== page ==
Scientists have issued a warning as a new mutant Covid strain is rising in New York City which appears to be partially resistant to vaccines.
A team of scientists from Columbia University published an “alarming” report in the scientific journal Nature.
The report highlights two signature mutations which are E484K and N501Y otherwise known as the Lota variant, which shows similarities with other variants of concern.
N501Y is the main driver for the rapid transmission of B.1.1.7 globally, which is known as the Alpha variant, whilst E484K is crucial in neutralising that activity of antibodies.
Lead author David Ho and his team wrote, “Recent months have seen surges of SARS-CoV-2 infection across the globe with considerable viral evolution1–3.
“Extensive mutations in the spike protein may threaten the efficacy of vaccines and therapeutic monoclonal antibodies4.”
The report added, “This variant is partially or completely resistant to two therapeutic monoclonal antibodies in clinical use and less susceptible to neutralisation by convalescent plasma or vaccine sera, posing a modest antigenic challenge.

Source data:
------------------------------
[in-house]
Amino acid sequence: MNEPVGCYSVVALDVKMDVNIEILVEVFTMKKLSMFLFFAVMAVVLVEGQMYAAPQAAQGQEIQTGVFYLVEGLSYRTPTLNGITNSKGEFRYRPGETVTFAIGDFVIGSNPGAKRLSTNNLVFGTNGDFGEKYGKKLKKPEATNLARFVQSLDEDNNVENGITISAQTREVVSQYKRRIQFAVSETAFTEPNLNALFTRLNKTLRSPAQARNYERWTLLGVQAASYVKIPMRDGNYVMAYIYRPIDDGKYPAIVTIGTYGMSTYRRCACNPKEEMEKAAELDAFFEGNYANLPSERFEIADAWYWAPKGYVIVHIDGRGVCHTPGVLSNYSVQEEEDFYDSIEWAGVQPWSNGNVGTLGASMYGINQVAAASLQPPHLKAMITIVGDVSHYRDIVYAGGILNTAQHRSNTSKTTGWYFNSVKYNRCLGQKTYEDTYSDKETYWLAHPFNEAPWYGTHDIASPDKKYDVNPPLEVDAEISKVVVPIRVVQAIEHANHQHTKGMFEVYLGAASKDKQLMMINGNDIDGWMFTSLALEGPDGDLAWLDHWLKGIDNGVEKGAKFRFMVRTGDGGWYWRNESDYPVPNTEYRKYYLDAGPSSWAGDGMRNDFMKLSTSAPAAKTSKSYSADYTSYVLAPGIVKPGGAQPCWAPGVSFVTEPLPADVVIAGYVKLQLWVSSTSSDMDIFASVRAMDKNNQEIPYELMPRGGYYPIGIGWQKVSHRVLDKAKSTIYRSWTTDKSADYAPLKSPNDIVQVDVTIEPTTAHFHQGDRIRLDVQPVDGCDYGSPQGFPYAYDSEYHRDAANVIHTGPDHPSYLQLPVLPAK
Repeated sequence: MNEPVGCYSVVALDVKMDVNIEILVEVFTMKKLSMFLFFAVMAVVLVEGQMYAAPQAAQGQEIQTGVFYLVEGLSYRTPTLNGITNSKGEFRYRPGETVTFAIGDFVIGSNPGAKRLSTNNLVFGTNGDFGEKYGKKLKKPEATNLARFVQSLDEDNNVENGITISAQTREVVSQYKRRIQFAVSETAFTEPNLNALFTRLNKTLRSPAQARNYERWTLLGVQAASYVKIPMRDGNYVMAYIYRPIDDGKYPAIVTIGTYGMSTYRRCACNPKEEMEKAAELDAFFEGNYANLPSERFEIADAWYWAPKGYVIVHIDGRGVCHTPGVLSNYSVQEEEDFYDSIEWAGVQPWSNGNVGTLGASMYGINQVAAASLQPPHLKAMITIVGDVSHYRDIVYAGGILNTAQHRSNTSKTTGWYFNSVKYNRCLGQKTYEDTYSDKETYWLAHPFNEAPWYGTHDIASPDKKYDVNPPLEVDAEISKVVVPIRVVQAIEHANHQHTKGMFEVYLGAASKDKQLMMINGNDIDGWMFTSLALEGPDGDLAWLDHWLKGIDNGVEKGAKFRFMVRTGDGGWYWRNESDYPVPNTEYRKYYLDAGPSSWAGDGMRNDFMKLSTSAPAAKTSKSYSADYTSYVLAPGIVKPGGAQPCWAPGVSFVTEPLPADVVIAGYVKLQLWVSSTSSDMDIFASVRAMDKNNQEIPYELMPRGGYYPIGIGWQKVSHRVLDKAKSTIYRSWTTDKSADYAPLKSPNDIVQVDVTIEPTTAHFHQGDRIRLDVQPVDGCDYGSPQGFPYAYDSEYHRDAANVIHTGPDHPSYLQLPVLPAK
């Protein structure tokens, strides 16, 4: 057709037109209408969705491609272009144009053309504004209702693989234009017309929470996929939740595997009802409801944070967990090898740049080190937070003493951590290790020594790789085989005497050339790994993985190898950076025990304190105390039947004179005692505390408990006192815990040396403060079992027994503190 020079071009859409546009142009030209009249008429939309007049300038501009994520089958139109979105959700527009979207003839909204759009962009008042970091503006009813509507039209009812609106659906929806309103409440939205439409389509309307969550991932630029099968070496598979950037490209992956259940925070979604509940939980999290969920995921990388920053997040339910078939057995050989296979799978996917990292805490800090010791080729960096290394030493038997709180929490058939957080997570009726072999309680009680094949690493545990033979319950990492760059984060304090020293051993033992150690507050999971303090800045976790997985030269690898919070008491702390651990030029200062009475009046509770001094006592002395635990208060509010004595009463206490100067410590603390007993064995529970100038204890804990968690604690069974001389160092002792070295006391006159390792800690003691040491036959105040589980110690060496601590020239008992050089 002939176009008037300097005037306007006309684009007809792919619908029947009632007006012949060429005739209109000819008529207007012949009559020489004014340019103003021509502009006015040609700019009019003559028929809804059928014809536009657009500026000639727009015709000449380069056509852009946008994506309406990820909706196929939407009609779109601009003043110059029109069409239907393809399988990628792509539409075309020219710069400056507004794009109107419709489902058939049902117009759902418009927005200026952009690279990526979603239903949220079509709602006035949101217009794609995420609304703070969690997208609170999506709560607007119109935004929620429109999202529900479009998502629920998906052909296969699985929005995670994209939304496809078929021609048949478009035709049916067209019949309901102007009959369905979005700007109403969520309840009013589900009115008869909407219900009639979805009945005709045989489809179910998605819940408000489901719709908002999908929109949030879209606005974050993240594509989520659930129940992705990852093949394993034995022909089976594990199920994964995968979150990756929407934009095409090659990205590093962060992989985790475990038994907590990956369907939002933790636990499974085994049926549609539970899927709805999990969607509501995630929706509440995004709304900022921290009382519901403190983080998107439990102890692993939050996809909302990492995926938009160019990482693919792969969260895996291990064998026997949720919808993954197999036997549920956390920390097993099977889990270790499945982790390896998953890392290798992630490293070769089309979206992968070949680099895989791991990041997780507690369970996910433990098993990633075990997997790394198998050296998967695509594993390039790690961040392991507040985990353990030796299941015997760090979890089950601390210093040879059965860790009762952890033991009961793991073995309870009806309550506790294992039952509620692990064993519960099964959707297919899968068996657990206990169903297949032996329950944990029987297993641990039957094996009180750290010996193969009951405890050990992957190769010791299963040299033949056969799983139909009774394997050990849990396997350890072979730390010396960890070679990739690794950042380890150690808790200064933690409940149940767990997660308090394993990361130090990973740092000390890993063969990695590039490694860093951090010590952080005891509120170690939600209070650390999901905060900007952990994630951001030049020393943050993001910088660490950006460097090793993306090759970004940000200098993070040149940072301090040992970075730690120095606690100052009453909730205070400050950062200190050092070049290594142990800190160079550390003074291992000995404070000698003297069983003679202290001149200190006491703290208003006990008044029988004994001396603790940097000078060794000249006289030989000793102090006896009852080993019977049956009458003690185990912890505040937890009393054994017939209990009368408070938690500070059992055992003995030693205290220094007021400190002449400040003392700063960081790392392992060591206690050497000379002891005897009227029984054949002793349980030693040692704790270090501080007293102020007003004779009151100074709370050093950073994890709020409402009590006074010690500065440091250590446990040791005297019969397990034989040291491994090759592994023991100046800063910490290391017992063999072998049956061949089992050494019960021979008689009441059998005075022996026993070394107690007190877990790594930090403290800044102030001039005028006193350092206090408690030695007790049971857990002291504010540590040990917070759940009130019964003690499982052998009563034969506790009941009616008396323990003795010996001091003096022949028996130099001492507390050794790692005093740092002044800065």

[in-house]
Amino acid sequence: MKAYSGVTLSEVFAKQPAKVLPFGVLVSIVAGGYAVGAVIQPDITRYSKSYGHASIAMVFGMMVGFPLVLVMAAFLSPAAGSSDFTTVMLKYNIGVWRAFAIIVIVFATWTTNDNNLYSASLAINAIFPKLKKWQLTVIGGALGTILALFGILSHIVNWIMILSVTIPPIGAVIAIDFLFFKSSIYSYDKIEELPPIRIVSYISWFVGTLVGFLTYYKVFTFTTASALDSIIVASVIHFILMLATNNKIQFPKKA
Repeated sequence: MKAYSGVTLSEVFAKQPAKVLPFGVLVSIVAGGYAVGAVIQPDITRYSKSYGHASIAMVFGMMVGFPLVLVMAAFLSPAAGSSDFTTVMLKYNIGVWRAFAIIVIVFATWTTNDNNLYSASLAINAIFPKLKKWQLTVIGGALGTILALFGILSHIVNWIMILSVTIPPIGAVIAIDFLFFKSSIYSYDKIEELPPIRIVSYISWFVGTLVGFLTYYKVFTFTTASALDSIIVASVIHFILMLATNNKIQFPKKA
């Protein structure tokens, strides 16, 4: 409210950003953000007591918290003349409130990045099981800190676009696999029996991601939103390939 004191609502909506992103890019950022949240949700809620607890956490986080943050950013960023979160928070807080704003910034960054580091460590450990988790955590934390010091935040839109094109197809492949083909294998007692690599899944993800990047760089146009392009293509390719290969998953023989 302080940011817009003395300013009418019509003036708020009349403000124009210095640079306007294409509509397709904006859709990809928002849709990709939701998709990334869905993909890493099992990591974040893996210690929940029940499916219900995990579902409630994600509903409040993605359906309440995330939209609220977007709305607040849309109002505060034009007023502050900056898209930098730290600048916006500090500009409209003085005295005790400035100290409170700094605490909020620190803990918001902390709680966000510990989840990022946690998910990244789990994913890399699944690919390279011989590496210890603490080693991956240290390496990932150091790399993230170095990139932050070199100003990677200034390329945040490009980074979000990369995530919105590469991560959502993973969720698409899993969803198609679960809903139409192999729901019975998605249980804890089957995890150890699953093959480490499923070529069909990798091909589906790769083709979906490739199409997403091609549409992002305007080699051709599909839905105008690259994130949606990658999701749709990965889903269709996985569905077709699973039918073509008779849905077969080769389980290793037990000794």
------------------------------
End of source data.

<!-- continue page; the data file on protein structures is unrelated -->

“The B.1.526 lineage has now been reported from all 50 states in the United States and numerous other countries.
“B.1.526 rapidly replaced earlier lineages in New York upon its emergence, with an estimated transmission advantage of 35 percent.
“Such transmission dynamics, together with the relative antibody resistance of its E484K sub-lineage, probably contributed to the sharp rise and rapid spread of B.1.526.
“Although SARS-CoV-2 B.1.526 initially outpaced B.1.1.7 in the region, its growth subsequently slowed concurrent with the rise of B.1.1.7 and ensuing variants.”
Lead scientist Ho said on the Columbia University website, “The rise of these variants shows that we may be chasing after SARS-CoV-2 for some time.
“Unfortunately, this pandemic may not go away so easily with the advent of the vaccines.”
Co-author Anne-Catrin Uhlemann said, “It’s worrying that in the New York City region, case numbers don’t seem to be declining as rapidly as in other areas of the country.
“Physical distancing and masks will slow the spread of all variants, and we need to double down on those efforts.”